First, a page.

I was recently asked how to use the CUBEMEMBERPROPERTY function with a Power Pivot model, to get the Customer Name with a formula by using a unique code such as the Customer Code. I can’t say that I use this function much, but I thought I could recall using it at some point. However, a little testing made me wonder if I had ever used it as I could not get it to work. A quick Google suggested that other people had the same problem, member properties cannot be defined in the model so maybe it can’t work.

I sat down and tried to figure out another way to emulate this, and this is what this post describes.

I am using the AdventureWorksDWR2008 database to demonstrate this technique, and in concert with the question originally asked I will get a value the Customer table such as email address or gender, given a known customer key. I have also added a customer column in that table with a simple formula of

**=IF([MiddleName]=””,[FirstName]&” “&[LastName],[FirstName]&” “&[MiddleName]&” “&[LastName])**

You are probably aware that you can easily get a CUBEMEMBER with a formula such as

**=CUBEMEMBER(“PowerPivot Data”,”[ProductCategory].[Product Category Name].[Bikes]”)**

This is a bit restrictive as you have to know the item to retrieve, it can be done more dynamically using CUBESET and CUBERANKEDMEMBER, but the point of showing this is to show that CUBEMEMBER will do what we want, if only we could put some logic in the expression that determines the member using another value held in a ell on the worksheet.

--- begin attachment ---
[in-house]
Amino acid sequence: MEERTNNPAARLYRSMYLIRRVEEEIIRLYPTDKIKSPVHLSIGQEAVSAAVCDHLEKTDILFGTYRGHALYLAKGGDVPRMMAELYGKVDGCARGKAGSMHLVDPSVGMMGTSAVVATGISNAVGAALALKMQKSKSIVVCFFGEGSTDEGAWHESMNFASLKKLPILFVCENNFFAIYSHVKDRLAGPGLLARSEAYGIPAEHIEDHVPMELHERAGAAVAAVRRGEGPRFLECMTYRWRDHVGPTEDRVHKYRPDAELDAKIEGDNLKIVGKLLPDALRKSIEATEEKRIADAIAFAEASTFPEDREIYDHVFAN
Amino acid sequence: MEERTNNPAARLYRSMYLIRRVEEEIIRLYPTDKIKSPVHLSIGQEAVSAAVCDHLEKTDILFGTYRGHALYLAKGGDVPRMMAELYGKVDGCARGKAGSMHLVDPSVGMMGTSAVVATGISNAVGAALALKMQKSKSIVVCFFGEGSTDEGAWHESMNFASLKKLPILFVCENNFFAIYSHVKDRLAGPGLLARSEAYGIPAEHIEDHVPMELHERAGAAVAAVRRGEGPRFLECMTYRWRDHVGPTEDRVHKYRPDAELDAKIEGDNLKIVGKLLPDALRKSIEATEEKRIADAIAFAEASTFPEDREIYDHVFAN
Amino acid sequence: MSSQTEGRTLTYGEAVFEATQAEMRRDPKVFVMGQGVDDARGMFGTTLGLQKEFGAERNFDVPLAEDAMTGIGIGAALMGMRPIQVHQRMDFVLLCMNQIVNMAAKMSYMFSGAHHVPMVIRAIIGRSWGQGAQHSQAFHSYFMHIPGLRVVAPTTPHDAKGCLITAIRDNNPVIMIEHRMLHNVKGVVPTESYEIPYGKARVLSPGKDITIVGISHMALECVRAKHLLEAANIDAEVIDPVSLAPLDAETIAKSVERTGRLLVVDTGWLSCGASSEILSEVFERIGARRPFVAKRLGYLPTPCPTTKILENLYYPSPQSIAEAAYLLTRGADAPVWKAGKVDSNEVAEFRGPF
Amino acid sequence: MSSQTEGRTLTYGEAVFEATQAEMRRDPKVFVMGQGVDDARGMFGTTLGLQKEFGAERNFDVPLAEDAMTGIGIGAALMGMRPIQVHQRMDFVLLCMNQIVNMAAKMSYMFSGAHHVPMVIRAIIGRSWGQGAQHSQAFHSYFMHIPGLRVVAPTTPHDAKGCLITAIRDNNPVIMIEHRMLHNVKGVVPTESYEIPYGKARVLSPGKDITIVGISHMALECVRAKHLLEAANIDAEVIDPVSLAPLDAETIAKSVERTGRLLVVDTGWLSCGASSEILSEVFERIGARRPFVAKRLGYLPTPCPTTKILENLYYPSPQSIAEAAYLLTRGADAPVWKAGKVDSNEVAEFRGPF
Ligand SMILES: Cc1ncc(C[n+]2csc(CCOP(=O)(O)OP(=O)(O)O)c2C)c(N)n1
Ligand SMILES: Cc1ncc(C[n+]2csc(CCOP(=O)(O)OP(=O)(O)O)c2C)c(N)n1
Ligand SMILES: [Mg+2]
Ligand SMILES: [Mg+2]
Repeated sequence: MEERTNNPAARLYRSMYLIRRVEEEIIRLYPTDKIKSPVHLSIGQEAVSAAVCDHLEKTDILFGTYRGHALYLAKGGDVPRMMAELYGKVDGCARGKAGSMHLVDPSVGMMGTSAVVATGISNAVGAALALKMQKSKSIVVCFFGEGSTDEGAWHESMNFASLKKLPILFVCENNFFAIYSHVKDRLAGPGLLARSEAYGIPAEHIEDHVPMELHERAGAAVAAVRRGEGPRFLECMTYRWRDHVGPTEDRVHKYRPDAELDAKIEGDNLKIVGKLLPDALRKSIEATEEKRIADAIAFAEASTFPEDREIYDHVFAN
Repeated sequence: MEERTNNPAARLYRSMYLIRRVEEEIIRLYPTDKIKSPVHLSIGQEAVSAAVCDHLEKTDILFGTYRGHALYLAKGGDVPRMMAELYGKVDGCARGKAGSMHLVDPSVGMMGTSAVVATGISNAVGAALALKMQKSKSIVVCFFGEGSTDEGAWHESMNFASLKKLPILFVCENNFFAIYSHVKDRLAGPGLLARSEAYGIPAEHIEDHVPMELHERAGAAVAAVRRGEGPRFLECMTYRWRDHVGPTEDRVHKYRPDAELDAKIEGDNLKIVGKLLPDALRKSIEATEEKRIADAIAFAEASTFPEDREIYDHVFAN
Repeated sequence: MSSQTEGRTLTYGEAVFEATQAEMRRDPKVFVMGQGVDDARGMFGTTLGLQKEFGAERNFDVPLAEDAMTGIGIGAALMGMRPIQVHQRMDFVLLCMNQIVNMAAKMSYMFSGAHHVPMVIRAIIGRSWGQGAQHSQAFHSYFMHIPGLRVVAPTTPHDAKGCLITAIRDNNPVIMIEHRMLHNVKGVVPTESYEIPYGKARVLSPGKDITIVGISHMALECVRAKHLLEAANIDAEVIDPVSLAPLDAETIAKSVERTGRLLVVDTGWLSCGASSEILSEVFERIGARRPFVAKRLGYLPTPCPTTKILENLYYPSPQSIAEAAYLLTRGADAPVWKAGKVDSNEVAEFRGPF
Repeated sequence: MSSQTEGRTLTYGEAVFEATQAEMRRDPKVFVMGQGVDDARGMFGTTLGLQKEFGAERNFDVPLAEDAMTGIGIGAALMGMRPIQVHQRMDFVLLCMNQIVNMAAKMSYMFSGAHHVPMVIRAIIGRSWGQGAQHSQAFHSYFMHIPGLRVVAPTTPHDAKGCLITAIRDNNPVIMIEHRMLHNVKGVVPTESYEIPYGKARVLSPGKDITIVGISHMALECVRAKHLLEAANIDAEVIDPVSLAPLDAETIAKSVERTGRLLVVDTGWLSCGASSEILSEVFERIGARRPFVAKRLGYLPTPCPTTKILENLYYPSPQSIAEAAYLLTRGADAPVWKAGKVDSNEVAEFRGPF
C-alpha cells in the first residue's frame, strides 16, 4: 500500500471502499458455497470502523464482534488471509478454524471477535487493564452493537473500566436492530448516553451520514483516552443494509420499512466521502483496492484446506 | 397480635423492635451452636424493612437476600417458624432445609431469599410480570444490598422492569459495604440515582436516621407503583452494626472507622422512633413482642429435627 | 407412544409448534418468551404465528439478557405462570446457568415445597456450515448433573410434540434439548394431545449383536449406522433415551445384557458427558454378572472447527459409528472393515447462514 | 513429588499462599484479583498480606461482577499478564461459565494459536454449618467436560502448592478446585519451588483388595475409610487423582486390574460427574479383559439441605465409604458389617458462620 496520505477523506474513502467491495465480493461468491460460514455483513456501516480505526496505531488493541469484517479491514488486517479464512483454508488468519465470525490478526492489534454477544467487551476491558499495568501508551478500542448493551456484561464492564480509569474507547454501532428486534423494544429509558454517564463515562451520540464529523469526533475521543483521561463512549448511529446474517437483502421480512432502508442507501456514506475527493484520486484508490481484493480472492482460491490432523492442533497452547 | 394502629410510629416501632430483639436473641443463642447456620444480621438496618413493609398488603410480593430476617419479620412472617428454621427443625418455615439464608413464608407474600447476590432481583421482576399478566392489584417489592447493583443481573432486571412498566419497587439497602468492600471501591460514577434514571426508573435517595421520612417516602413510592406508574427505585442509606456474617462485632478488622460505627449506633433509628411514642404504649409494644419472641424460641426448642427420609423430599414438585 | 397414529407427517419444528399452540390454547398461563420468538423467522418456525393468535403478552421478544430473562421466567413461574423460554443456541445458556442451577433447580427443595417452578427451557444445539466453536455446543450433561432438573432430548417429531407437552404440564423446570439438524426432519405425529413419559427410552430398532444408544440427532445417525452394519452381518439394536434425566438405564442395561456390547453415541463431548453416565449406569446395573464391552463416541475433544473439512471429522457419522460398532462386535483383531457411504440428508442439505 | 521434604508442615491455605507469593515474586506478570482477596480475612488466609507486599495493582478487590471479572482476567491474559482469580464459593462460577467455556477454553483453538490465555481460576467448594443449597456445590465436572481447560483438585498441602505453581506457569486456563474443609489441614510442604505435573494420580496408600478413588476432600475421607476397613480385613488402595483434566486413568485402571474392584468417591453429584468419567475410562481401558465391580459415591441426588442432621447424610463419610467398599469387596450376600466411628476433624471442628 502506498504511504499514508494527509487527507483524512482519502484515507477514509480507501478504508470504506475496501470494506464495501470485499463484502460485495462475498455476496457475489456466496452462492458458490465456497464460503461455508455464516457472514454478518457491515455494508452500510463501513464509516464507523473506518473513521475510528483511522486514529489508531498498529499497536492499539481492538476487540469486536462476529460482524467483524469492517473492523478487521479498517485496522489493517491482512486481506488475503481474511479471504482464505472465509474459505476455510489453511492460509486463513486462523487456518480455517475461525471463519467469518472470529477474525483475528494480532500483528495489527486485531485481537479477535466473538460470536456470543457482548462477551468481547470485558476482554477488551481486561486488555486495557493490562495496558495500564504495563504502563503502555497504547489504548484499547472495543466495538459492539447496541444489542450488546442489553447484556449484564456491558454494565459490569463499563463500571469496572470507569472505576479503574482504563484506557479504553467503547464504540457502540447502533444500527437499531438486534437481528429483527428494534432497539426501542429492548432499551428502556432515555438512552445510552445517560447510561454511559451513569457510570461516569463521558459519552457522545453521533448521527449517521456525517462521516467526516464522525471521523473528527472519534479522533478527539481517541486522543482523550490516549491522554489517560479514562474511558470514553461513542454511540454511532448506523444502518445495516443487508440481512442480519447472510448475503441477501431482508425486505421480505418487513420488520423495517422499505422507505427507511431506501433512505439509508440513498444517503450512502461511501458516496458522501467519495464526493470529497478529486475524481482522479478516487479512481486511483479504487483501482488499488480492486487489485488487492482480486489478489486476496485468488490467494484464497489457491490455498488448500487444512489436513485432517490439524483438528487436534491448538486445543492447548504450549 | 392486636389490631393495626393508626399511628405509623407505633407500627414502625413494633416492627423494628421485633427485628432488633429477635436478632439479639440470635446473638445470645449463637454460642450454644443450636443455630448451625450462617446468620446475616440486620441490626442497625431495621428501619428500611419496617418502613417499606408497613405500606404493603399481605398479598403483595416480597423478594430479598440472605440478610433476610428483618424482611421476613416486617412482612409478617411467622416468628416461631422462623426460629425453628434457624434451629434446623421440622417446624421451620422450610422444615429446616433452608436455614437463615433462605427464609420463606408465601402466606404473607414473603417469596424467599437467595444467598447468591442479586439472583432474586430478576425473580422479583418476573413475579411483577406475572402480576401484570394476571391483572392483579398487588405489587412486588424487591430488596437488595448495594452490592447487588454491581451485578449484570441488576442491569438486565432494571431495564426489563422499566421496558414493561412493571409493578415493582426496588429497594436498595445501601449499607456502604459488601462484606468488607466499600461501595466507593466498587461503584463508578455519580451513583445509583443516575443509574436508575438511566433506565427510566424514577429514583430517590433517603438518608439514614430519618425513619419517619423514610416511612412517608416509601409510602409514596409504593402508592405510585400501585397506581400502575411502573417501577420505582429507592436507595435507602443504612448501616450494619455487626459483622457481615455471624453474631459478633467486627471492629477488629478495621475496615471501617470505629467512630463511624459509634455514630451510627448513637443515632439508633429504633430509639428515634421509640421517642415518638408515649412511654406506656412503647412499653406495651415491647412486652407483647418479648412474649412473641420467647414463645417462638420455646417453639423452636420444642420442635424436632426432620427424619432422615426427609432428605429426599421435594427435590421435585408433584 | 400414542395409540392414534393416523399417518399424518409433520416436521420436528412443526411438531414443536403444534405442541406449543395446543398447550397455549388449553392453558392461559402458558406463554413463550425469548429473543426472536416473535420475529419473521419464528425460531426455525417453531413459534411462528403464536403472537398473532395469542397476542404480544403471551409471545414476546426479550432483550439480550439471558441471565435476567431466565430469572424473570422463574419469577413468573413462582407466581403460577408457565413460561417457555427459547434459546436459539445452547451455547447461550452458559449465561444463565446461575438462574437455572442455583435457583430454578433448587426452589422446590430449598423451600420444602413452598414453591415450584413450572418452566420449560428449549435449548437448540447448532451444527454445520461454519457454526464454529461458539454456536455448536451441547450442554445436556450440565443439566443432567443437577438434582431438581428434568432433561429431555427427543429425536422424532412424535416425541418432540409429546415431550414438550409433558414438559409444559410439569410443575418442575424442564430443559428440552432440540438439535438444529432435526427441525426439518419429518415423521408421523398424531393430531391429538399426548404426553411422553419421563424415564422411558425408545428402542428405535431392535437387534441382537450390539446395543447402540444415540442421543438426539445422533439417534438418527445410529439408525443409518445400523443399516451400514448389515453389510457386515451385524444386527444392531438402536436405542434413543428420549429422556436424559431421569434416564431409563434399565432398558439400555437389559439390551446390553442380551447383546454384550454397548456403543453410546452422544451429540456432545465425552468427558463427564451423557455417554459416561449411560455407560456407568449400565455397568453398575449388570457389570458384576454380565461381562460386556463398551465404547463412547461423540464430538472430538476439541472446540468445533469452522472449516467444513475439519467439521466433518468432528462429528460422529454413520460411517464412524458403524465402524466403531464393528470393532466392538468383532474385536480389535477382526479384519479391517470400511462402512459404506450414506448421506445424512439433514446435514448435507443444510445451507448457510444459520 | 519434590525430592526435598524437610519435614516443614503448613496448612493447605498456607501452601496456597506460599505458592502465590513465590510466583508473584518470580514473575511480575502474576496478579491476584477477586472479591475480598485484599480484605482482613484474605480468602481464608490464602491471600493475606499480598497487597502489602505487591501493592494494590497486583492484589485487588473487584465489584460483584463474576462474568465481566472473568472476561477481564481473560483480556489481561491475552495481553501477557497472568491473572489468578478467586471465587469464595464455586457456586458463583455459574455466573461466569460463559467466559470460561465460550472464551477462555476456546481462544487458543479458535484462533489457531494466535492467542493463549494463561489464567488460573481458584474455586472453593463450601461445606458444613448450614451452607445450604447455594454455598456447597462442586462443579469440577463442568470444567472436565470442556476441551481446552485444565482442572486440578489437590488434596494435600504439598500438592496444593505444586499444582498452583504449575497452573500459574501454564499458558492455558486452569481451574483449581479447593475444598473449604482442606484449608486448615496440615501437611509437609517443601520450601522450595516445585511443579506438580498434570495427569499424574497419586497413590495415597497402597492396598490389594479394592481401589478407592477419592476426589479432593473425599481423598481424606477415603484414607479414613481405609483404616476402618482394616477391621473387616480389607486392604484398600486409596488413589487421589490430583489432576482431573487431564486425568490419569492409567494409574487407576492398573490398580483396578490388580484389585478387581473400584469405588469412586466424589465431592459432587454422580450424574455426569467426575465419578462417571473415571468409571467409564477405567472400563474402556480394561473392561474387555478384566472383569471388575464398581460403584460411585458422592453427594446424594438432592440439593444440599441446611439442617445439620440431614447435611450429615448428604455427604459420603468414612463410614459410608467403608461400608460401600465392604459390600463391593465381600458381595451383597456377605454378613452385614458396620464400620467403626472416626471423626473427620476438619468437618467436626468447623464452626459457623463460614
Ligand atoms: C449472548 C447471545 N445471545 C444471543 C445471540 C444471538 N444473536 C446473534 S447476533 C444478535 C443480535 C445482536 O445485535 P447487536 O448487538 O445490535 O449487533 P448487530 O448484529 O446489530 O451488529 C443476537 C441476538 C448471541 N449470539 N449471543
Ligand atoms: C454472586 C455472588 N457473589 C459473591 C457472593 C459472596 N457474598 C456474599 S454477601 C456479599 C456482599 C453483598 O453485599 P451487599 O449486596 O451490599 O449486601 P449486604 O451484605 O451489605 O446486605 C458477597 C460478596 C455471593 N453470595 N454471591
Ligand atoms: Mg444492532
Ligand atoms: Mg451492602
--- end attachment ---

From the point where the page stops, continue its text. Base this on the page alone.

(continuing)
And we can. All (sic!) we have to do is included a bit more MDX, using the EXISTS function. The syntax of EXISTS on Technet is

**Exists( Set_Expression1 , Set_Expression2 [, MeasureGroupName] )**

and is described as …

Returning the set of tuples of the first set specified that exist with one or more tuples of the second set specified. If the optional <Measure Group Name> is provided, the function returns tuples that exist with one or more tuples from the second set and those tuples that have associated rows in the fact table of the specified measure group.

The MeasureGroupName would be useful if we were looking only for customers with sales, but we don’t care whether the customer has sales or not, so we can omit that optional parameter.

The first set expression will define the set we want returned, the second will define the variable condition that we are applying.

Assuming that we have our customer key in D17, we can use **EXISTS** within a CUBEMEMBER function to get the customer name,

**=CUBEMEMBER(“PowerPivot Data”,”EXISTS([Customer].[Customer].Children,[Customer].[CustomerKey].[“&D17&”])”)**

or the customer’s email address

**=CUBEMEMBER(“PowerPivot Data”,”EXISTS([Customer].[EmailAddress].Children,[Customer].[CustomerKey].[“&D17&”])”)**

To make it a little tidier, in case we have a wrong customer key, we can wrap it in IFERROR

**=IFERROR(CUBEMEMBER(“PowerPivot Data”,”EXISTS([Customer].[Customer].Children,[Customer].[CustomerKey].[“&D17&”])”),””)**

That is about it. The only thing to be aware of is that using .Children could result in multiple tuples being returned. In our example, it was safe to assume that we would only get one result as we were using the key to retrieve from the customer table, but if the function could return multiple tuples, we have to use CUBESET and CUBERANKEDMEMBER to pick a value out of the set.